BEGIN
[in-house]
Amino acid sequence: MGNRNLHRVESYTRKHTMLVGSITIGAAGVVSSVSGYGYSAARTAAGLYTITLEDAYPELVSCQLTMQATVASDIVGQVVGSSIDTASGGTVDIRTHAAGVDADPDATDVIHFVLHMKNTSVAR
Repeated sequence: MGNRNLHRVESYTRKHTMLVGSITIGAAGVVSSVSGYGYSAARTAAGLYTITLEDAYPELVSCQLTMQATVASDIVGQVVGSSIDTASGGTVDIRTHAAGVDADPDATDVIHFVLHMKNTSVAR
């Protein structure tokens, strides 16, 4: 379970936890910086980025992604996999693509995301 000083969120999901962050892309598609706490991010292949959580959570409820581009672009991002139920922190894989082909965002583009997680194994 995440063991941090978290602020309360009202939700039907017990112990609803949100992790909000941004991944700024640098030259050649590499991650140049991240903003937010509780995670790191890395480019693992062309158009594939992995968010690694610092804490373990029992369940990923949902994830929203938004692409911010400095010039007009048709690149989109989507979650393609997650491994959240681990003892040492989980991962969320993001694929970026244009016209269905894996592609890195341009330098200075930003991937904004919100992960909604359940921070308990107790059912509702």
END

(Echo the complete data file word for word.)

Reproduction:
[in-house]
Amino acid sequence: MGNRNLHRVESYTRKHTMLVGSITIGAAGVVSSVSGYGYSAARTAAGLYTITLEDAYPELVSCQLTMQATVASDIVGQVVGSSIDTASGGTVDIRTHAAGVDADPDATDVIHFVLHMKNTSVAR
Repeated sequence: MGNRNLHRVESYTRKHTMLVGSITIGAAGVVSSVSGYGYSAARTAAGLYTITLEDAYPELVSCQLTMQATVASDIVGQVVGSSIDTASGGTVDIRTHAAGVDADPDATDVIHFVLHMKNTSVAR
């Protein structure tokens, strides 16, 4: 379970936890910086980025992604996999693509995301 000083969120999901962050892309598609706490991010292949959580959570409820581009672009991002139920922190894989082909965002583009997680194994 995440063991941090978290602020309360009202939700039907017990112990609803949100992790909000941004991944700024640098030259050649590499991650140049991240903003937010509780995670790191890395480019693992062309158009594939992995968010690694610092804490373990029992369940990923949902994830929203938004692409911010400095010039007009048709690149989109989507979650393609997650491994959240681990003892040492989980991962969320993001694929970026244009016209269905894996592609890195341009330098200075930003991937904004919100992960909604359940921070308990107790059912509702």